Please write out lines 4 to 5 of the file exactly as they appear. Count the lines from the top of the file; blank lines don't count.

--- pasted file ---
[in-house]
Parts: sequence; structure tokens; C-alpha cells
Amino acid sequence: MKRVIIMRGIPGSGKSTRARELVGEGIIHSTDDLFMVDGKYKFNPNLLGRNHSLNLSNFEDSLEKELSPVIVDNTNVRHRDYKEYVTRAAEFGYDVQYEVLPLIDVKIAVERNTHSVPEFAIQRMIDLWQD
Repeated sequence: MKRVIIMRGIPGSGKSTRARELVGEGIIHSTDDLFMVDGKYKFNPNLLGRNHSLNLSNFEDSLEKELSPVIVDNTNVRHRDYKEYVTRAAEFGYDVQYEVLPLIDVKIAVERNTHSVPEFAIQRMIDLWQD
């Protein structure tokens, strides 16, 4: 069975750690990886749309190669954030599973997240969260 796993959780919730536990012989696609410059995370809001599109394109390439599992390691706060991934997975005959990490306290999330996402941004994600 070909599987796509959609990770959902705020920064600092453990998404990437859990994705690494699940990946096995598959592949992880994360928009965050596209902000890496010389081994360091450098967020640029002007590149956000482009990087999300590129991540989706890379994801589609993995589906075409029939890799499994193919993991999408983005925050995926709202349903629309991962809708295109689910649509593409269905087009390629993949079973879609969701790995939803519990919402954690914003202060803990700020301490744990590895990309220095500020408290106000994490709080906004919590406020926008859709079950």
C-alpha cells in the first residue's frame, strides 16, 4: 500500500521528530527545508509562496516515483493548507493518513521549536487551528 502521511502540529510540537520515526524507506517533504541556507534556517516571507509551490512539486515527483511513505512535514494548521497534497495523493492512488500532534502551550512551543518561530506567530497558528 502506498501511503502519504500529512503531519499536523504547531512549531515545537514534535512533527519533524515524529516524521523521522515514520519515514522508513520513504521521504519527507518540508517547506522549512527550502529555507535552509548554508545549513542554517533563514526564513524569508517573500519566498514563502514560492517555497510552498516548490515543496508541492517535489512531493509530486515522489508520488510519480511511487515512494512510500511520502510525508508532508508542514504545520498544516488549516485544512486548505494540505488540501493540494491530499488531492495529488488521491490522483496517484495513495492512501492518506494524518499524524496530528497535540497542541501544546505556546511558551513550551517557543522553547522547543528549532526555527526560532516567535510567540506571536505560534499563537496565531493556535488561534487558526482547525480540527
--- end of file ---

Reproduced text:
Repeated sequence: MKRVIIMRGIPGSGKSTRARELVGEGIIHSTDDLFMVDGKYKFNPNLLGRNHSLNLSNFEDSLEKELSPVIVDNTNVRHRDYKEYVTRAAEFGYDVQYEVLPLIDVKIAVERNTHSVPEFAIQRMIDLWQD
């Protein structure tokens, strides 16, 4: 069975750690990886749309190669954030599973997240969260 796993959780919730536990012989696609410059995370809001599109394109390439599992390691706060991934997975005959990490306290999330996402941004994600 070909599987796509959609990770959902705020920064600092453990998404990437859990994705690494699940990946096995598959592949992880994360928009965050596209902000890496010389081994360091450098967020640029002007590149956000482009990087999300590129991540989706890379994801589609993995589906075409029939890799499994193919993991999408983005925050995926709202349903629309991962809708295109689910649509593409269905087009390629993949079973879609969701790995939803519990919402954690914003202060803990700020301490744990590895990309220095500020408290106000994490709080906004919590406020926008859709079950």